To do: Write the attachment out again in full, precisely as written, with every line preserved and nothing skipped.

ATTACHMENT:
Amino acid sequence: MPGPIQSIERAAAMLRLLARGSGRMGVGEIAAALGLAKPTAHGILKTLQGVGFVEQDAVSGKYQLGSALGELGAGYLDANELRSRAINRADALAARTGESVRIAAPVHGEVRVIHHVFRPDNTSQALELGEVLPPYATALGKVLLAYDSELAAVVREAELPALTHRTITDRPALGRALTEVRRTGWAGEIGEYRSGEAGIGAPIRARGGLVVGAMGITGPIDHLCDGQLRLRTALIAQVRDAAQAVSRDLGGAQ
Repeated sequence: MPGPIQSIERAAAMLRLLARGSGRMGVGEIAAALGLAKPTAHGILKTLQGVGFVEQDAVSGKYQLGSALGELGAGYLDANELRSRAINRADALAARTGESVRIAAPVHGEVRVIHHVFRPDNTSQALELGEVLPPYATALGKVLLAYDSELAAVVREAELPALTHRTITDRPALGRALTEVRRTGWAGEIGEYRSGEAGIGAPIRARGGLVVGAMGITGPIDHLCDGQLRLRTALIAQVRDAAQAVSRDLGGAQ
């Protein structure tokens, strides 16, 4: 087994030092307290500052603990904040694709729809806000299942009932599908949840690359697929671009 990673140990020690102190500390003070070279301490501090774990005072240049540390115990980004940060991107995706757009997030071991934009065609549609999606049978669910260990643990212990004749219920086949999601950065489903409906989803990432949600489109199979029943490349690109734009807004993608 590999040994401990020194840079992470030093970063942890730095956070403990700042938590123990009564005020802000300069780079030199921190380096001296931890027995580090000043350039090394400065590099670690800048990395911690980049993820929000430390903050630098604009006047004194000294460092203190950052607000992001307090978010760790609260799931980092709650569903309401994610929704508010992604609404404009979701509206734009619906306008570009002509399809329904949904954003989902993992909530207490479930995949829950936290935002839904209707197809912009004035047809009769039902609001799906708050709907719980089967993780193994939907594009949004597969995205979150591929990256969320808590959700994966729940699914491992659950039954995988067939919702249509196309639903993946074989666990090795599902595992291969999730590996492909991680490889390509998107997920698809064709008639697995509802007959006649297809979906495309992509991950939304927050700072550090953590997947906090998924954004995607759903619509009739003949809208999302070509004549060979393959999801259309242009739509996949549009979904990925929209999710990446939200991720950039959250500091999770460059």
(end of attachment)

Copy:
Amino acid sequence: MPGPIQSIERAAAMLRLLARGSGRMGVGEIAAALGLAKPTAHGILKTLQGVGFVEQDAVSGKYQLGSALGELGAGYLDANELRSRAINRADALAARTGESVRIAAPVHGEVRVIHHVFRPDNTSQALELGEVLPPYATALGKVLLAYDSELAAVVREAELPALTHRTITDRPALGRALTEVRRTGWAGEIGEYRSGEAGIGAPIRARGGLVVGAMGITGPIDHLCDGQLRLRTALIAQVRDAAQAVSRDLGGAQ
Repeated sequence: MPGPIQSIERAAAMLRLLARGSGRMGVGEIAAALGLAKPTAHGILKTLQGVGFVEQDAVSGKYQLGSALGELGAGYLDANELRSRAINRADALAARTGESVRIAAPVHGEVRVIHHVFRPDNTSQALELGEVLPPYATALGKVLLAYDSELAAVVREAELPALTHRTITDRPALGRALTEVRRTGWAGEIGEYRSGEAGIGAPIRARGGLVVGAMGITGPIDHLCDGQLRLRTALIAQVRDAAQAVSRDLGGAQ
């Protein structure tokens, strides 16, 4: 087994030092307290500052603990904040694709729809806000299942009932599908949840690359697929671009 990673140990020690102190500390003070070279301490501090774990005072240049540390115990980004940060991107995706757009997030071991934009065609549609999606049978669910260990643990212990004749219920086949999601950065489903409906989803990432949600489109199979029943490349690109734009807004993608 590999040994401990020194840079992470030093970063942890730095956070403990700042938590123990009564005020802000300069780079030199921190380096001296931890027995580090000043350039090394400065590099670690800048990395911690980049993820929000430390903050630098604009006047004194000294460092203190950052607000992001307090978010760790609260799931980092709650569903309401994610929704508010992604609404404009979701509206734009619906306008570009002509399809329904949904954003989902993992909530207490479930995949829950936290935002839904209707197809912009004035047809009769039902609001799906708050709907719980089967993780193994939907594009949004597969995205979150591929990256969320808590959700994966729940699914491992659950039954995988067939919702249509196309639903993946074989666990090795599902595992291969999730590996492909991680490889390509998107997920698809064709008639697995509802007959006649297809979906495309992509991950939304927050700072550090953590997947906090998924954004995607759903619509009739003949809208999302070509004549060979393959999801259309242009739509996949549009979904990925929209999710990446939200991720950039959250500091999770460059």